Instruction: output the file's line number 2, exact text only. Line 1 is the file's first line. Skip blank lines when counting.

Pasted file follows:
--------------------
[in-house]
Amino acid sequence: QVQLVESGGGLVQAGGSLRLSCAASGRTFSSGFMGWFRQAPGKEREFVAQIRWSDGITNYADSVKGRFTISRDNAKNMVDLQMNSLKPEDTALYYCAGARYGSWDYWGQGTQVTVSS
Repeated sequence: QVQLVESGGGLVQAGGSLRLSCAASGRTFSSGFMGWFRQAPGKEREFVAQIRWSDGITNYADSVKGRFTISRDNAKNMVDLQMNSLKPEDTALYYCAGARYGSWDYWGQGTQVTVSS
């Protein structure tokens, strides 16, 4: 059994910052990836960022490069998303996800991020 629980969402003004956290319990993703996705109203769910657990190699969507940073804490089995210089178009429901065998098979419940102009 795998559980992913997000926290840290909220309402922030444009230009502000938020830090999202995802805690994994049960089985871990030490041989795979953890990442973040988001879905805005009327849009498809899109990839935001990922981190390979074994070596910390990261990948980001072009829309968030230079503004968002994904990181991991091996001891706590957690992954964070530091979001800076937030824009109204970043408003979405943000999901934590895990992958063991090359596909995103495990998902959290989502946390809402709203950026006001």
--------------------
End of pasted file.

Amino acid sequence: QVQLVESGGGLVQAGGSLRLSCAASGRTFSSGFMGWFRQAPGKEREFVAQIRWSDGITNYADSVKGRFTISRDNAKNMVDLQMNSLKPEDTALYYCAGARYGSWDYWGQGTQVTVSS